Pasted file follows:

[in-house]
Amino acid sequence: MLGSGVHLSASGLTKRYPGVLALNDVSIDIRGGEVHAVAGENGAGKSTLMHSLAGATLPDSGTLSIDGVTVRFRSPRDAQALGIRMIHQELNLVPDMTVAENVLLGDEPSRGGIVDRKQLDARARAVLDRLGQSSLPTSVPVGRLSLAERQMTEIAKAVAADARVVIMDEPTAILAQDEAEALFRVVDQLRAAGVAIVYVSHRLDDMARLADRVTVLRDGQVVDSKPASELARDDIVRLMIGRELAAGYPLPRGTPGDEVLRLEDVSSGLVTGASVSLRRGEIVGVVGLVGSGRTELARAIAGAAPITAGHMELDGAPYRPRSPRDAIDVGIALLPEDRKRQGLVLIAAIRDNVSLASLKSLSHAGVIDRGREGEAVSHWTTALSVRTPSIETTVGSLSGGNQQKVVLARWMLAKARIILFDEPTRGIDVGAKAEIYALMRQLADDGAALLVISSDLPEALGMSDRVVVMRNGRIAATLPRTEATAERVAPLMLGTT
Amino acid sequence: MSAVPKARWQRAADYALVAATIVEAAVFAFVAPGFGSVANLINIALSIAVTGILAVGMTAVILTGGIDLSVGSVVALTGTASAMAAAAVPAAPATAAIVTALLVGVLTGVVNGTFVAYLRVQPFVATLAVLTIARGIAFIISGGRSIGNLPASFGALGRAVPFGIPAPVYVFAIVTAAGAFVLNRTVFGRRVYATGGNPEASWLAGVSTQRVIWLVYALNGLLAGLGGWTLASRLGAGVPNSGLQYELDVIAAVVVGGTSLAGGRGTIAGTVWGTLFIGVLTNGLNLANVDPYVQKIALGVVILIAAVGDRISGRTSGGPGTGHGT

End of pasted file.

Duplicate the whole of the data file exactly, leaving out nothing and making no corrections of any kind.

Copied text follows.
[in-house]
Amino acid sequence: MLGSGVHLSASGLTKRYPGVLALNDVSIDIRGGEVHAVAGENGAGKSTLMHSLAGATLPDSGTLSIDGVTVRFRSPRDAQALGIRMIHQELNLVPDMTVAENVLLGDEPSRGGIVDRKQLDARARAVLDRLGQSSLPTSVPVGRLSLAERQMTEIAKAVAADARVVIMDEPTAILAQDEAEALFRVVDQLRAAGVAIVYVSHRLDDMARLADRVTVLRDGQVVDSKPASELARDDIVRLMIGRELAAGYPLPRGTPGDEVLRLEDVSSGLVTGASVSLRRGEIVGVVGLVGSGRTELARAIAGAAPITAGHMELDGAPYRPRSPRDAIDVGIALLPEDRKRQGLVLIAAIRDNVSLASLKSLSHAGVIDRGREGEAVSHWTTALSVRTPSIETTVGSLSGGNQQKVVLARWMLAKARIILFDEPTRGIDVGAKAEIYALMRQLADDGAALLVISSDLPEALGMSDRVVVMRNGRIAATLPRTEATAERVAPLMLGTT
Amino acid sequence: MSAVPKARWQRAADYALVAATIVEAAVFAFVAPGFGSVANLINIALSIAVTGILAVGMTAVILTGGIDLSVGSVVALTGTASAMAAAAVPAAPATAAIVTALLVGVLTGVVNGTFVAYLRVQPFVATLAVLTIARGIAFIISGGRSIGNLPASFGALGRAVPFGIPAPVYVFAIVTAAGAFVLNRTVFGRRVYATGGNPEASWLAGVSTQRVIWLVYALNGLLAGLGGWTLASRLGAGVPNSGLQYELDVIAAVVVGGTSLAGGRGTIAGTVWGTLFIGVLTNGLNLANVDPYVQKIALGVVILIAAVGDRISGRTSGGPGTGHGT